California has approved an extensive carbon-trading plan aimed at cutting greenhouse emissions.
State regulators passed a "cap-and-trade" framework to let companies buy and sell permits, giving them an incentive to emit fewer gases.
The aim is to create the second-largest market in the field, after Europe's.
State officials hope the scheme will be copied across the US, but opponents warn it may harm California's growth and lead to higher electricity prices.
California's Air Resources Board approved the new rules late on Thursday. They are part of a landmark state climate bill passed by the legislature in 2006, which set 1 January 2011 as the deadline for enacting a cap-and-trade system.
The scheme means that from 2012 California will allocate licences to pollute and create a market where they can be traded.
A company that emits fewer greenhouse gases than its permits allow, could sell the extra capacity to a dirtier firm.
By making over-polluting more expensive, the scheme aims to provide incentives to develop greener technology.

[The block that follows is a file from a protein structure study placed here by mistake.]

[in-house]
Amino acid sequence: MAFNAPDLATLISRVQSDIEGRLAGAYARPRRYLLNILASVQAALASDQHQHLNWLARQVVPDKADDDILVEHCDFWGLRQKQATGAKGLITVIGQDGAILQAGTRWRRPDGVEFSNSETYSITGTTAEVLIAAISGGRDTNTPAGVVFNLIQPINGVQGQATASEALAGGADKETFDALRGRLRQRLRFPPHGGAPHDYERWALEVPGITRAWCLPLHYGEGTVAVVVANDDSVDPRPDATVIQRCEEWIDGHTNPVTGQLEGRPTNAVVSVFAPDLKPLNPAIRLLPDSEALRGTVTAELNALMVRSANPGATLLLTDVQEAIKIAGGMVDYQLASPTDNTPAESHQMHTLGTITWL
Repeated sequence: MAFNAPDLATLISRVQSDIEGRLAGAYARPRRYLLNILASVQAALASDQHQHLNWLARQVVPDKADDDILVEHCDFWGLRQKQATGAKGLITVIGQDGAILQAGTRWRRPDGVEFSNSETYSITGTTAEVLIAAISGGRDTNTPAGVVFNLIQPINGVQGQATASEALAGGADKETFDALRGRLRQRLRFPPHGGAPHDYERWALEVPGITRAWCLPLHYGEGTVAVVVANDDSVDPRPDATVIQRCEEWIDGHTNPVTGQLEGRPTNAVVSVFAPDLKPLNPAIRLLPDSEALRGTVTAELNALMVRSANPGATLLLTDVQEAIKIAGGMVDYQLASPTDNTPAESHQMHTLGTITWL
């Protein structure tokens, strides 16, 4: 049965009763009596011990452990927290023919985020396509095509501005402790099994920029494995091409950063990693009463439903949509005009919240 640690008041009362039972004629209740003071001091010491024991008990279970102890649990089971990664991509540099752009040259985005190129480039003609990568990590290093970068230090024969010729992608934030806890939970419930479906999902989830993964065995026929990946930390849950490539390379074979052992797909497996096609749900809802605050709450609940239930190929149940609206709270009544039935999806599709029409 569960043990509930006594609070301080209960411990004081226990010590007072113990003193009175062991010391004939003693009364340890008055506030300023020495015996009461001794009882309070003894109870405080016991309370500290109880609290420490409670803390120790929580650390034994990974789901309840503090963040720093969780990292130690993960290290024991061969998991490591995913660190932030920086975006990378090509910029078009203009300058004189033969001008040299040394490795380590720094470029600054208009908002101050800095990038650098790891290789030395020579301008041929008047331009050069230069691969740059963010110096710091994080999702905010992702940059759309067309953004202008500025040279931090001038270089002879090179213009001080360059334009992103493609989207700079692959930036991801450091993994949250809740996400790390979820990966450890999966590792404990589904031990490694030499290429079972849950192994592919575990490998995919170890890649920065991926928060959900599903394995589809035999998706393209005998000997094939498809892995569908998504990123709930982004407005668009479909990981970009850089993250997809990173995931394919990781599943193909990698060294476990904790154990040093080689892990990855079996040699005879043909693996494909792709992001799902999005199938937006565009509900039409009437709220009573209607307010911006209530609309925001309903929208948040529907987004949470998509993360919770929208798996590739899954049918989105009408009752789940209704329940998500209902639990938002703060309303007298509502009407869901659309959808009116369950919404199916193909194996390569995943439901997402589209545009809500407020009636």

Over time the total amount of greenhouse gas emissions - the cap - is to be reduced. California wants to cut emissions to 1990 levels by 2020.
Although all firms will eventually need to buy greenhouse gas allowances, most of the permits will be given away in the first three-year period.
But many businesses fear they will suffer in an economy that is struggling to emerge from recession, the BBC's Rajesh Mirchandani in Los Angeles says.
Dorothy Rothrock of the California Manufacturers and Technology Association told Reuters news agency: "There are definitely going to be some costs incurred right up front for these companies."
Outgoing Governor Arnold Schwarzenegger - who supports environmental causes - argues that growth in emerging green technologies will offset the costs of cap-and-trade.
"Since 2006 or so green jobs have been created 10 times faster than in any other sector," he said.
California - the world's eighth largest economy - already has strict climate-related regulations, including renewable energy mandates for utilities, and tough fuel-efficiency standards for cars.